Did you receive the mount from Wayne? How does it compare?
Sounds like something is out of square. Probably a process of elimination is best.Did you receive the mount from Wayne? How does it compare?
I’m having a bit of an issue. I ran out of elevation adjustment on the Leica and the rifle shoots 1.75” low at 50 yards. The bridge must be on a much lower plane than the bore. Anybody have any ideas?
1. I bore-sighted a new scope and the Leica Tempus RMR. Had to move elevation up on both the scope and the RMR to achieve bore-sighting. First shots after bore-sighting required more elevation until I ran out of adjustment on the RMR. On the scope, I did not run out of adjustment. Shooting two different bullets - Barnes 500gr TSX factory Federal Premium and Woodleigh 500gr Hydro Solids factory Federal Premium. Both shooting roughly the same at 50 yards. It’s not the ammo. No flinch.Sounds like something is out of square. Probably a process of elimination is best.
1. Is the ammo any different than normal or are you flinching (have to ask).
2. Could it be debris/oil. Disconnect everything and confirm all surfaces are clean and free from burrs. Reattach.
3. Is the mount square. Tricky to prove without another RMR, but definitely worth checking. Try taking calipers to each end to check thickness (may not rest on bottom flat but the chamfers, hence why tricky)
4. Is the gun bridge square. Might take it to a gunsmith or a friend who has a mill and have them get a levelness read out.
5. Maybe RMR is no good, try another to confirm.
I have used aluminum foil as a temporary shim for scopes with good success. May work to shim the rear of your RMR to gain some elevation to get on target.
Hi Pascal and thanks for the help.Hello Scott;
A few thoughts come to mind:
1) The issue could come from the barrel being misaligned with the action...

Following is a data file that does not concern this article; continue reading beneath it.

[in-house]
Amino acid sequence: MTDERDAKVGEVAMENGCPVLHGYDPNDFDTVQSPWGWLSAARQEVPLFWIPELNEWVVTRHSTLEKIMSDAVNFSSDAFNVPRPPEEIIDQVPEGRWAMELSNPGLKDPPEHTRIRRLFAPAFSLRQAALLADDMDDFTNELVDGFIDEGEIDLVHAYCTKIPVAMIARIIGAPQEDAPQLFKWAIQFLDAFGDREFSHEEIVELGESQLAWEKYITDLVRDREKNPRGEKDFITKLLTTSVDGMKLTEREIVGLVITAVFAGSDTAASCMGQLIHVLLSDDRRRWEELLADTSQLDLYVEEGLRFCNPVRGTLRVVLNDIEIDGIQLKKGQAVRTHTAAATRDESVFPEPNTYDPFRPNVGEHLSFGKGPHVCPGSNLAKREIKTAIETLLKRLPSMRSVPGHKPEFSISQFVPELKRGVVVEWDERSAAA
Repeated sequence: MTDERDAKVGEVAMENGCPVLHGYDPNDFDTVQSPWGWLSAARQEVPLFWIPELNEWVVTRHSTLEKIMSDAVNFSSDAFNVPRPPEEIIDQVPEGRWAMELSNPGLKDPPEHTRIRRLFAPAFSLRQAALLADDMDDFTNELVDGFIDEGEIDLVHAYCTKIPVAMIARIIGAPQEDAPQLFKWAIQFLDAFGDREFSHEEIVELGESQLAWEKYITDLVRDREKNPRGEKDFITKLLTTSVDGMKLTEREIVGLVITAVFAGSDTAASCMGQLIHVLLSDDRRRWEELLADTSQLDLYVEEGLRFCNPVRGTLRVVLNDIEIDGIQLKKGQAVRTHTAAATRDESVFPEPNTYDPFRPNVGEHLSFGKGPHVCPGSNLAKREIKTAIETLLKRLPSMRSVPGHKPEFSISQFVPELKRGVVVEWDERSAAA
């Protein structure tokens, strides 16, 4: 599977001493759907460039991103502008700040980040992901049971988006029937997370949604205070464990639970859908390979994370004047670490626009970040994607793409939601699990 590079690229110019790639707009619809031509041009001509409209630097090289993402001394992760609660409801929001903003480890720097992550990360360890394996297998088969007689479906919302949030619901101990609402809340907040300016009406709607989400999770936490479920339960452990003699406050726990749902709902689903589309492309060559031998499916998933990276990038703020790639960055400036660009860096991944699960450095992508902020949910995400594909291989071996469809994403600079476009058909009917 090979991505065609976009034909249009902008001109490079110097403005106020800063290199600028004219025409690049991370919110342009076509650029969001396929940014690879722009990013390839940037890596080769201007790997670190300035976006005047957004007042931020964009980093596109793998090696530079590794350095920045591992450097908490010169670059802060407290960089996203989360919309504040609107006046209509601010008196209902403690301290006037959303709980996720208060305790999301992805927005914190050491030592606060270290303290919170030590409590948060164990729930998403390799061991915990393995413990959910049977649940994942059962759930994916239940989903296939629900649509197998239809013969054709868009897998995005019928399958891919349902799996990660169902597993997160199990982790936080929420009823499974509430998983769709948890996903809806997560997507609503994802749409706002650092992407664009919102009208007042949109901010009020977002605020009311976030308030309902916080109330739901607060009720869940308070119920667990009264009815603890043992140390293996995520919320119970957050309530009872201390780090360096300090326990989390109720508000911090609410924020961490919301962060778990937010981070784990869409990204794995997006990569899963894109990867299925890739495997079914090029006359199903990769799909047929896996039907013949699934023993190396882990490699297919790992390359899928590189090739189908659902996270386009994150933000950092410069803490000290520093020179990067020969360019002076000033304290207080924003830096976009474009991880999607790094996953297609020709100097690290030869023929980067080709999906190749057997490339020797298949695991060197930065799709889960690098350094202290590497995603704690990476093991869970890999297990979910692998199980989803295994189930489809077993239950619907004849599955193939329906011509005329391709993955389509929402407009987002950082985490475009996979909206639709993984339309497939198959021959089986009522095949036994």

There are a number of reports of CZ 550 shooting out of scope adjustment range. While some of these reports come from sources that may not be entirely reliable, others come from folks, like you, who know exactly what they are doing. Additionally, since you already had two different scopes sighted on this rifle, a Leupold VXR 2-7x33 and a Leupold VXIII 1.5-5x20, and now you have a third one, you likely know what you are doing, and I accept the premise that the Leica red dot is not be perfectly aligned with the barrel.Note that I said "the Leica Red dot is not perfectly aligned with the barrel," not "the action is not perfectly aligned with the barrel."In truth, it is a very rare production rifle indeed whose barrel and action are perfectly aligned. This is one of the reasons why many gunsmith like to "true" the barrel and the action threads, and the face of the action.In further truth, it is likely that there are out there many more rifles than we realize, from many makers, whose barrel and action are not entirely aligned, but because many wear modern scopes that offer a large adjustment range, the scopes do not run out of adjustment.Based on your own experience, I observe that the Leupold VXR 2-7x33 you installed at one time only has 75 MOA of maximum adjustment. This is less than a lot of other scopes. For example, the Zeiss V4 series have 90 MOA, the Leica Magnus and the Leupold VXIII 1.5-5x20 have 110 MOA, etc. Therefore, the fact that you could sight the VXR 2-7x33 with a comparatively reduced adjustment range tells me that if your barrel is misaligned with your action - which it likely is because all productions rifle's are, more or less - then it is not dramatically so.In summary, as far as the RIFLE diagnostic goes, your CZ barrel is likely NOT uncommonly misaligned with the action. Maybe a bit, like with any production rifle from any manufacturer, but likely not drastically so, otherwise, you could not have sighted the Leupold.
2) The issue could come from an optic with limited adjustment...
The Leica Tempus is specified to have an adjustment range of 100 MOA and clicks of 1.1 MOA each. It should therefore have an adjustment range of 90 clicks.The Leica Tempus also has a locking mechanism that locks the adjustment in place. I do not know for sure, but it is possible that one may need to unscrew the locking screw several turns in order to allow the FULL range of adjustment.After loosening completely the adjustment locking screw, turn the adjustment screw down until you reach the bottom of the adjustment range while counting the clicks. If you were maxed out trying to bring your shots up, you should count 90 clicks down.--- If you count less than 90 clicks down, it is possible that the locking screw was not loose enough to allow you to go up to the full range.Note: you are not far off, it looks like you are only short 3 clicks (3.3 MOA) to bring your group up 1.75" @ 50 yards = 3.5" @ 100 yards = 3.5 MOA--- If you count 90 clicks, you were at the maximum of the range...3) If both rifle and red dot are fine, the mount is likely the guilty party...